I solemnly swear that I am up to no good.
Wait. That's not what I wanted to talk about.
I officially declare myself to be operating by Crocker's Rules.
What does this mean?
Here's an explanation of what "Crocker's Rules" are. I've also copied the information below for the sake of being explicit about the message. And in case of a future broken link:
Declaring yourself to be operating by "Crocker's Rules" means that other people are allowed to optimize their messages for information, not for being nice to you. Crocker's Rules means that you have accepted full responsibility for the operation of your own mind - if you're offended, it's your fault. Anyone is allowed to call you a moron and claim to be doing you a favor. (Which, in point of fact, they would be. One of the big problems with this culture is that everyone's afraid to tell you you're wrong, or they think they have to dance around it.) Two people using Crocker's Rules should be able to communicate all relevant information in the minimum amount of time, without paraphrasing or social formatting. Obviously, don't declare yourself to be operating by Crocker's Rules unless you have that kind of mental discipline.
Note that Crocker's Rules does not mean you can insult people; it means that other people don't have to worry about whether they are insulting you. Crocker's Rules are a discipline, not a privilege. Furthermore, taking advantage of Crocker's Rules does not imply reciprocity. How could it? Crocker's Rules are something you do for yourself, to maximize information received - not something you grit your teeth over and do as a favor.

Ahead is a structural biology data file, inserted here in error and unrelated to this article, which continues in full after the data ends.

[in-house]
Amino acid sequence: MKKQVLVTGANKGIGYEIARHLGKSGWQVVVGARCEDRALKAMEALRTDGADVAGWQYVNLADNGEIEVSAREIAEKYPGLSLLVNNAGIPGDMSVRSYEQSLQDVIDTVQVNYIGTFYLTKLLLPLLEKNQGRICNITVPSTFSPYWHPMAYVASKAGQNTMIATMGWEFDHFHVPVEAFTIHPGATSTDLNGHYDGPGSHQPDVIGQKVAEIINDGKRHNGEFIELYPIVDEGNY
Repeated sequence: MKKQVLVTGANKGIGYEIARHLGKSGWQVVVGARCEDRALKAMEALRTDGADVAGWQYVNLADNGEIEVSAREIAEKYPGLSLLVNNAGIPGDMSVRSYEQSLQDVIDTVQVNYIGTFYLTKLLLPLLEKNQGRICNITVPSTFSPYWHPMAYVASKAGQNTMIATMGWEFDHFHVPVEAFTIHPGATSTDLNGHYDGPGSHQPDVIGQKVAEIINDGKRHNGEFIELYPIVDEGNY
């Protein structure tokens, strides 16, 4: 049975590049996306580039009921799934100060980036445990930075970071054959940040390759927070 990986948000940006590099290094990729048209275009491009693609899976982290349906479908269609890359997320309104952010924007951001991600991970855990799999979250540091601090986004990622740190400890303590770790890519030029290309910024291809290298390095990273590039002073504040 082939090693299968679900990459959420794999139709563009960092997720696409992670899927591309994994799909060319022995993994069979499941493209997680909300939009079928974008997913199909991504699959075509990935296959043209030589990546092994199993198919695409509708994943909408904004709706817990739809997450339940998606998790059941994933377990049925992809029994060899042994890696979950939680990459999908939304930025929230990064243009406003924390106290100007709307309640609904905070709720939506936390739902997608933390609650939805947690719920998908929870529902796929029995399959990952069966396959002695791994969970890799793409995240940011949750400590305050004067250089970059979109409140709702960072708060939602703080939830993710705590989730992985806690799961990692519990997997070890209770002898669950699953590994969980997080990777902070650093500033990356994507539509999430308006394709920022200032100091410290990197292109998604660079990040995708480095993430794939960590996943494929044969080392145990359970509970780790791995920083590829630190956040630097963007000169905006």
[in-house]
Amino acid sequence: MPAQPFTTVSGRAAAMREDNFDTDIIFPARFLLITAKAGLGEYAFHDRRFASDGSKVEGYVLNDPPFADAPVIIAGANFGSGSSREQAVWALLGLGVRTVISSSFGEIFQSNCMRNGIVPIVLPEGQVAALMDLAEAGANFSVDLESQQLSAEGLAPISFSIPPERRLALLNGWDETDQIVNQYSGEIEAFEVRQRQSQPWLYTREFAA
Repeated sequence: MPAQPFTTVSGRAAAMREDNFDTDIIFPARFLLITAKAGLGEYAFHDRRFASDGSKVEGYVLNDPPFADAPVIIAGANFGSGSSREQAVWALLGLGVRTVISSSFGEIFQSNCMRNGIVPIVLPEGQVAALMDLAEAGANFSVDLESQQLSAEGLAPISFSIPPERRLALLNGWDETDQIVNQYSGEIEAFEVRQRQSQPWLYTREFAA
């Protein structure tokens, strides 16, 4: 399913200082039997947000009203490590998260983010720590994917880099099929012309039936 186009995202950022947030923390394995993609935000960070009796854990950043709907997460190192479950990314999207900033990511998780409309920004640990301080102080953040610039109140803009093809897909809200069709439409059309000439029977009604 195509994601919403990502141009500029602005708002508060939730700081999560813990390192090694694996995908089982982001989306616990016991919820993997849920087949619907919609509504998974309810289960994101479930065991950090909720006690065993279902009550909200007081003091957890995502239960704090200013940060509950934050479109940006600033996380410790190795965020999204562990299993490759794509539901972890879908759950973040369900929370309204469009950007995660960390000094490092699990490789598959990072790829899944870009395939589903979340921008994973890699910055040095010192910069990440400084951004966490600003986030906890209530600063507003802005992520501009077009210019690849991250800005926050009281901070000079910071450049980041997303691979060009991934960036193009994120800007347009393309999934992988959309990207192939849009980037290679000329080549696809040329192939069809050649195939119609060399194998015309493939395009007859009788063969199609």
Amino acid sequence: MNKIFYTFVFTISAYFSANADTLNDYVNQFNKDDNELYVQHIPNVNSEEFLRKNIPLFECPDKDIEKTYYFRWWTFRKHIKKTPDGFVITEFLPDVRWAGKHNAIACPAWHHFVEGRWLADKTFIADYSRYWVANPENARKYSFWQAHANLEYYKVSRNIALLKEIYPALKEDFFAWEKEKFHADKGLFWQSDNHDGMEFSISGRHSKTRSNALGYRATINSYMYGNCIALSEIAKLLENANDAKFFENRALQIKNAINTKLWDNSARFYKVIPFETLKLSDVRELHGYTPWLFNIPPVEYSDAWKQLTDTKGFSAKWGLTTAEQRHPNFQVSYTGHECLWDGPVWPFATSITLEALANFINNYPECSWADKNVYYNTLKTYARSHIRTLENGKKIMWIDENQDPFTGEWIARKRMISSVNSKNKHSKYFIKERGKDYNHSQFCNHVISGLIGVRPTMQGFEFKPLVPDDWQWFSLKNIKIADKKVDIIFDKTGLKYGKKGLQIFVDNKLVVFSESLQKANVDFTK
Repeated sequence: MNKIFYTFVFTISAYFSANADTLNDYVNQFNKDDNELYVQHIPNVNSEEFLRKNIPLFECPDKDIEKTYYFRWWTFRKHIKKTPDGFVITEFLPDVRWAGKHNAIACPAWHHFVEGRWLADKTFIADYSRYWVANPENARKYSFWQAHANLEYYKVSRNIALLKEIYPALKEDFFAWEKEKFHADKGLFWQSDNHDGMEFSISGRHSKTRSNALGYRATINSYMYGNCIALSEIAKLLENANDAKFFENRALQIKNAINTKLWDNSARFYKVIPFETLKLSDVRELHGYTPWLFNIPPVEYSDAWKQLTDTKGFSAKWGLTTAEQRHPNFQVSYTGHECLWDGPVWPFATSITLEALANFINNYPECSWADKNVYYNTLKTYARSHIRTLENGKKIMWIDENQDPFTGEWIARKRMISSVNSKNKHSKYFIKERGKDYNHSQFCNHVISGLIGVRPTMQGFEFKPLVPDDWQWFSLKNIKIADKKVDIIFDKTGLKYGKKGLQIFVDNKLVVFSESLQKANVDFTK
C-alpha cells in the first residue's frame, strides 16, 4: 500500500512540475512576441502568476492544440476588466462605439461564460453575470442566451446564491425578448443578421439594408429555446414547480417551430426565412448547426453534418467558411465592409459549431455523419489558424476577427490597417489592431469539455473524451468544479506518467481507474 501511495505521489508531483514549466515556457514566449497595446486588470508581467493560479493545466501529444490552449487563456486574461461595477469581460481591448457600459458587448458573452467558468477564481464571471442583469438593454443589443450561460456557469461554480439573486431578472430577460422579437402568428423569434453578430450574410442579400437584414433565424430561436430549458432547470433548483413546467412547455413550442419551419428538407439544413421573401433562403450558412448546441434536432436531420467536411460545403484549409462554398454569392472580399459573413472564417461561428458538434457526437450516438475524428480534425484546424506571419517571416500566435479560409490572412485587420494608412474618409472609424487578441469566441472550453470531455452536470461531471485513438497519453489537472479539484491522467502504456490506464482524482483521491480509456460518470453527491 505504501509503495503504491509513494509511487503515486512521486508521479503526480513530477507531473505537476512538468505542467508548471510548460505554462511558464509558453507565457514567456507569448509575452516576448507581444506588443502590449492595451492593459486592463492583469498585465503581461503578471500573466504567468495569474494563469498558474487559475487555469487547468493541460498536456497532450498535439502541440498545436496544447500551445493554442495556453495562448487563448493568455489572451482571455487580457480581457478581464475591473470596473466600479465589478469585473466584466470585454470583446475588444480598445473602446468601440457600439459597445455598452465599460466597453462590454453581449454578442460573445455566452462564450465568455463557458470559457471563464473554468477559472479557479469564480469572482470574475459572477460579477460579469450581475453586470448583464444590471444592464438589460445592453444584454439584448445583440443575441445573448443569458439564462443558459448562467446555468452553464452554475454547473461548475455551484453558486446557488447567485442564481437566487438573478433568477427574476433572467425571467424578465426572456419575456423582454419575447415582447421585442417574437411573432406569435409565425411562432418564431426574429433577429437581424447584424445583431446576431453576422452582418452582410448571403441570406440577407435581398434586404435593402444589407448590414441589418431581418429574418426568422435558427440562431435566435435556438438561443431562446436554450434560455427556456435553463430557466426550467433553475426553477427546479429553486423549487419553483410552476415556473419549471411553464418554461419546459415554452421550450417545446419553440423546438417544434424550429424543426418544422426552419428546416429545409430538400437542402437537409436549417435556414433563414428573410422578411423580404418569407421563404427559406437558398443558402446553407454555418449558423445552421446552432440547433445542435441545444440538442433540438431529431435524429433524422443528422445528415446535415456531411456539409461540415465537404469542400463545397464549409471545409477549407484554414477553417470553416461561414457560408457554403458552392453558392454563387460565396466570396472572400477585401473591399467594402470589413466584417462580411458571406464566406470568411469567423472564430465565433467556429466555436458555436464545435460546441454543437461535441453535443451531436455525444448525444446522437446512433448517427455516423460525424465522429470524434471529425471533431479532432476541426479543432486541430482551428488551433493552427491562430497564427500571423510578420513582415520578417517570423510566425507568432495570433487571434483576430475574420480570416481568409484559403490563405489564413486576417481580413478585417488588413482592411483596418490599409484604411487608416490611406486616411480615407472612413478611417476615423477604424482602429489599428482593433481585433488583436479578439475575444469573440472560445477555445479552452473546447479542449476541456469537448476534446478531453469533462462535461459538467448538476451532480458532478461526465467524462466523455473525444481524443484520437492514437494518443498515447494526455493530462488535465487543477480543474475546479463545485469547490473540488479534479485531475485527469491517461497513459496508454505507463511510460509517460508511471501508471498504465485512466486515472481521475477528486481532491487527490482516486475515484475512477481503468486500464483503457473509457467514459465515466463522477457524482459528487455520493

"Crocker's Rules" are named after Lee Daniel Crocker.
This has a couple of significant implications.
For one, if I tell someone that I try to always operate by Crocker's Rules (or I direct them to this page), and they don't in turn declare themselves to be operating by Crocker's Rules, then I continue to avoid saying things that might upset or offend said person. My default state is polite.
Here is a non-exhaustive list of things that tend to offend people:
- truths they don't like
- honest critique
- being wrong
- the negative judgments or feelings of others
Now by no means do I want this to come across as a threat. As Crocker's Rules specify, reciprocity is not expected. I just want to direct attention to the meaning I take from silence, because it might not spontaneously occur to you to say it back if you want to attempt that kind of communication.
I think that two people working together and using Crocker's Rules would experience large benefits from the discipline, provided they trust each other and are mature enough to stick to the spirit of the rules.
However, what really appeals to me is the idea of personal relationships where two people trust each other enough to genuinely help the other be better at life. I'd like to build a personal network where such a Tell Culture is the norm.